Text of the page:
Councillors hot under the collar
Developers have been slammed for putting ‘profit before planet’ as councils serving the South West Exeter area decide to shelve planned heating system.
The scheme was designed to cut carbon emissions and reduce heating costs for future residents, but because most developers are unwilling to absorb additional costs, it is now likely to go ahead with less energy efficient heating systems.
Although average house prices have risen by £25,000 per plot in Teignbridge over the past year, the majority of housebuilders involved at South West of Exeter were not prepared to pay an additional £2,000 a plot in costs, despite the benefits of a 70 per cent cut in carbon emissions compared with gas boilers.
Although smaller developers such as locally based Cavanna Homes demonstrated its green credentials by supporting the scheme, the lack of sufficient housebuilder support means the proposed heating system using heat generated from waste won’t go ahead in the same fashion.
Cllr Alan Connett, leader of Teignbridge District Council, and Devon County Councillor for Exminster, is disappointed at the impasse. He said: “It seems to me that the developers are out of step with the public mood which understands the importance of doing everything we can to tackle climate change. Their actions do not seem to reflect the commitments in their annual reports to deliver low carbon developments.
“Sadly it seems that despite huge increases in returns over the past year due to the housing boom, many developers have taken a shortsighted view, preferring to maximise profit before cutting carbon emissions and protecting the planet for future generations.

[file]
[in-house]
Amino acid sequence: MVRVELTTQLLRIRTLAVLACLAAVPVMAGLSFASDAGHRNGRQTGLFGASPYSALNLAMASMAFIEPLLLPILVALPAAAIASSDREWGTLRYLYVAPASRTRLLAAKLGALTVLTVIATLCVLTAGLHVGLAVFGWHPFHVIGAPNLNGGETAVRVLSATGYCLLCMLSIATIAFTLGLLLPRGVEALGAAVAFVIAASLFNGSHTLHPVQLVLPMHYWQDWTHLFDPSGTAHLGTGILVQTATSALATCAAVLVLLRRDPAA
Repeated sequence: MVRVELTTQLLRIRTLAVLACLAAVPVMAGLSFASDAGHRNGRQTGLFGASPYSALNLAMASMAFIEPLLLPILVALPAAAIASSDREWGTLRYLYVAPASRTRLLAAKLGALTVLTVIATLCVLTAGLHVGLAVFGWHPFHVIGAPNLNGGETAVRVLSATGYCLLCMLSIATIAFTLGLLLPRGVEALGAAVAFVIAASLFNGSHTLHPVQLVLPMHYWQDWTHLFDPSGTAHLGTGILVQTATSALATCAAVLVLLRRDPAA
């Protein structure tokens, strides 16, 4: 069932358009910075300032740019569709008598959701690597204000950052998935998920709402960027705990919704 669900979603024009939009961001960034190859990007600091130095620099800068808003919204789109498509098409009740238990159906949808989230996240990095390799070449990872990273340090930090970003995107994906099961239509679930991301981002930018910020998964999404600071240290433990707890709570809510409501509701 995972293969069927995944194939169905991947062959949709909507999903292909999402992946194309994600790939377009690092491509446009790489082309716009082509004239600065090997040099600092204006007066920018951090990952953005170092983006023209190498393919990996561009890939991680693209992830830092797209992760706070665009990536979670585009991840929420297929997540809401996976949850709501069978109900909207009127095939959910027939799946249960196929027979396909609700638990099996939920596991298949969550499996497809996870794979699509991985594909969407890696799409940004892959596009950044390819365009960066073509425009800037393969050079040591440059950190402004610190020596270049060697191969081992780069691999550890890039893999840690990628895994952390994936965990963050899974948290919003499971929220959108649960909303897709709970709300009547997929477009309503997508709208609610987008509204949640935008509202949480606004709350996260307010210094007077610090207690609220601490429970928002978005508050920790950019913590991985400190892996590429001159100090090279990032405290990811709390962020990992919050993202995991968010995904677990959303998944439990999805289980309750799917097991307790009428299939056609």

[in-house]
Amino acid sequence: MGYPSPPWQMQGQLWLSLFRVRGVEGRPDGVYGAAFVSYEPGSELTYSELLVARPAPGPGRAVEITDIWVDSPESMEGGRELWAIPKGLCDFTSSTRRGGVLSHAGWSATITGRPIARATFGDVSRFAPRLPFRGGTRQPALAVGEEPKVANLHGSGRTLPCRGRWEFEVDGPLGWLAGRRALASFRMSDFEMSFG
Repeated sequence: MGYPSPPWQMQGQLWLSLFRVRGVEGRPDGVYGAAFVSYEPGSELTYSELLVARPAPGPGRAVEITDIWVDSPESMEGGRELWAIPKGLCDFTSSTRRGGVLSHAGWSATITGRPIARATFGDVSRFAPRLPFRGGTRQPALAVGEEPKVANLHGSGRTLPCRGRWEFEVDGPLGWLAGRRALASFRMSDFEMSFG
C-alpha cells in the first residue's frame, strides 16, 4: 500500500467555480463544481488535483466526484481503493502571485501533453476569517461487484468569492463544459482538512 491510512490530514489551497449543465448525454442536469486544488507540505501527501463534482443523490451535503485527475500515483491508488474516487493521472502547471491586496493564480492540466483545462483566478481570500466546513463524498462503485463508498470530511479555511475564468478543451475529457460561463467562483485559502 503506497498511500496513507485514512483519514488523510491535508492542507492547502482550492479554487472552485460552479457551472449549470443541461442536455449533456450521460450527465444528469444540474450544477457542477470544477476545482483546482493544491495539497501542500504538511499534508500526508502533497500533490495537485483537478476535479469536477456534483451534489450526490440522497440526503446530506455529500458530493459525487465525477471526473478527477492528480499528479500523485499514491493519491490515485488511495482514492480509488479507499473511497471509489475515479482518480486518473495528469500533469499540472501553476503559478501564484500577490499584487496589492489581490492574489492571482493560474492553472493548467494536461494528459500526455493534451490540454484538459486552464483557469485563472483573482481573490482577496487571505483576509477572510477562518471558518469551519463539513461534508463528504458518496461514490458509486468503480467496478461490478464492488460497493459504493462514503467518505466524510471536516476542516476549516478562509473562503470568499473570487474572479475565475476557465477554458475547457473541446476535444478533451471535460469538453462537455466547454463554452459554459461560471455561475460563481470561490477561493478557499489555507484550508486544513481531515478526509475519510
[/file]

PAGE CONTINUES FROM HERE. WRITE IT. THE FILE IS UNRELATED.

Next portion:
“We would have invested £3,000 a plot to achieve this fantastic carbon cutting scheme but the developers will not meet us even part way. Their decision makes it worse for the climate and future residents will also likely face higher heating bills as a result of this decision.”
Cllr John Hart, leader elect of Devon County Council, which is responsible for the Energy Recovery Facility site, added: “It is very disappointing that this scheme, to include the district heating system, is not going ahead because it would so clearly help address the Devon climate emergency. I am extremely keen to make use of the surplus heat from the waste to energy plant, and hope to see it being used in future housing projects.”
The proposed carbon cutting heating system wwas supported by a consortium including Teignbridge District Council, Exeter City Council and Devon County Council. Due to the benefits of tackling climate change, the £23 million project would have been backed by the three councils with up to £7.3 million funding – the equivalent to £3,000 a plot.
The scheme for 2,500 new homes, shops, community facilities and a new school campus near Exminster would have taken heat from the Viridor Exeter Energy Recovery Facility at Marsh Barton. Annual carbon savings of 2,500 tonnes would have been made as well as lower energy costs for homebuyers.
In addition to the £7.3m contribution, Teignbridge was going to make a £50,000 advance payment for preliminary infrastructure.